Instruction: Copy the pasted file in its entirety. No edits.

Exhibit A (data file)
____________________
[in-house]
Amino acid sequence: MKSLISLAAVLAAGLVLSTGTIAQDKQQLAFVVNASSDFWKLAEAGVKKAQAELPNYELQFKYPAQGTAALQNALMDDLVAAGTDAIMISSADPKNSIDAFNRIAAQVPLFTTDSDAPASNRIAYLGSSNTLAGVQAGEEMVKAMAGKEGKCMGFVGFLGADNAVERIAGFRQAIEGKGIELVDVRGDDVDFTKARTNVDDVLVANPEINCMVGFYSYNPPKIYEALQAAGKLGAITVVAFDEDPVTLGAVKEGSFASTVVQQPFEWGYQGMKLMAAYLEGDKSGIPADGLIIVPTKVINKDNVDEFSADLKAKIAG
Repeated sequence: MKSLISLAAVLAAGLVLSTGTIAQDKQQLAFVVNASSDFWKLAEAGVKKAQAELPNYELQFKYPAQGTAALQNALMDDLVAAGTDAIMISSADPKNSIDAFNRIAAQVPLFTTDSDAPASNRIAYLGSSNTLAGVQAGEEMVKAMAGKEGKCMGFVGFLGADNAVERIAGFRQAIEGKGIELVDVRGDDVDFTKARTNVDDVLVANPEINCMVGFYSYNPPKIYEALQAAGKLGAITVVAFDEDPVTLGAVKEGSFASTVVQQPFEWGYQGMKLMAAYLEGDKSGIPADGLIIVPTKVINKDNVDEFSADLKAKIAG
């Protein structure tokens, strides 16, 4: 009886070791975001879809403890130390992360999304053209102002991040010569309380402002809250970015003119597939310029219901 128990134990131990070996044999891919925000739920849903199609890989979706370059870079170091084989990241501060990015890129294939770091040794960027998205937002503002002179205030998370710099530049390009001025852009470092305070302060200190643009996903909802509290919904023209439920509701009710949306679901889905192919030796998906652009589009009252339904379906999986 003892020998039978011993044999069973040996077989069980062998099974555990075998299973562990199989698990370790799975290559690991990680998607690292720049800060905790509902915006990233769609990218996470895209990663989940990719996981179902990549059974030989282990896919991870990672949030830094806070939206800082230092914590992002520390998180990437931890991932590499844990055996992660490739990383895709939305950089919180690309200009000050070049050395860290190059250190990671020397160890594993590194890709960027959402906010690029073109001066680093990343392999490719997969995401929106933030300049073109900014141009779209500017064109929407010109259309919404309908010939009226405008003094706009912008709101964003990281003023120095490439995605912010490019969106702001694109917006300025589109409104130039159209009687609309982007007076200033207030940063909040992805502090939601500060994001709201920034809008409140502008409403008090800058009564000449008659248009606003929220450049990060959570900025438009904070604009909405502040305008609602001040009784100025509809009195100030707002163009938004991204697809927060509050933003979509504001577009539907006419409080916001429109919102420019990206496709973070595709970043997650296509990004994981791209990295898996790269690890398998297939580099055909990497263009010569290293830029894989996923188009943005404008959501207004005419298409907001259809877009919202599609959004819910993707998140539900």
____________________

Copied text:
[in-house]
Amino acid sequence: MKSLISLAAVLAAGLVLSTGTIAQDKQQLAFVVNASSDFWKLAEAGVKKAQAELPNYELQFKYPAQGTAALQNALMDDLVAAGTDAIMISSADPKNSIDAFNRIAAQVPLFTTDSDAPASNRIAYLGSSNTLAGVQAGEEMVKAMAGKEGKCMGFVGFLGADNAVERIAGFRQAIEGKGIELVDVRGDDVDFTKARTNVDDVLVANPEINCMVGFYSYNPPKIYEALQAAGKLGAITVVAFDEDPVTLGAVKEGSFASTVVQQPFEWGYQGMKLMAAYLEGDKSGIPADGLIIVPTKVINKDNVDEFSADLKAKIAG
Repeated sequence: MKSLISLAAVLAAGLVLSTGTIAQDKQQLAFVVNASSDFWKLAEAGVKKAQAELPNYELQFKYPAQGTAALQNALMDDLVAAGTDAIMISSADPKNSIDAFNRIAAQVPLFTTDSDAPASNRIAYLGSSNTLAGVQAGEEMVKAMAGKEGKCMGFVGFLGADNAVERIAGFRQAIEGKGIELVDVRGDDVDFTKARTNVDDVLVANPEINCMVGFYSYNPPKIYEALQAAGKLGAITVVAFDEDPVTLGAVKEGSFASTVVQQPFEWGYQGMKLMAAYLEGDKSGIPADGLIIVPTKVINKDNVDEFSADLKAKIAG
């Protein structure tokens, strides 16, 4: 009886070791975001879809403890130390992360999304053209102002991040010569309380402002809250970015003119597939310029219901 128990134990131990070996044999891919925000739920849903199609890989979706370059870079170091084989990241501060990015890129294939770091040794960027998205937002503002002179205030998370710099530049390009001025852009470092305070302060200190643009996903909802509290919904023209439920509701009710949306679901889905192919030796998906652009589009009252339904379906999986 003892020998039978011993044999069973040996077989069980062998099974555990075998299973562990199989698990370790799975290559690991990680998607690292720049800060905790509902915006990233769609990218996470895209990663989940990719996981179902990549059974030989282990896919991870990672949030830094806070939206800082230092914590992002520390998180990437931890991932590499844990055996992660490739990383895709939305950089919180690309200009000050070049050395860290190059250190990671020397160890594993590194890709960027959402906010690029073109001066680093990343392999490719997969995401929106933030300049073109900014141009779209500017064109929407010109259309919404309908010939009226405008003094706009912008709101964003990281003023120095490439995605912010490019969106702001694109917006300025589109409104130039159209009687609309982007007076200033207030940063909040992805502090939601500060994001709201920034809008409140502008409403008090800058009564000449008659248009606003929220450049990060959570900025438009904070604009909405502040305008609602001040009784100025509809009195100030707002163009938004991204697809927060509050933003979509504001577009539907006419409080916001429109919102420019990206496709973070595709970043997650296509990004994981791209990295898996790269690890398998297939580099055909990497263009010569290293830029894989996923188009943005404008959501207004005419298409907001259809877009919202599609959004819910993707998140539900």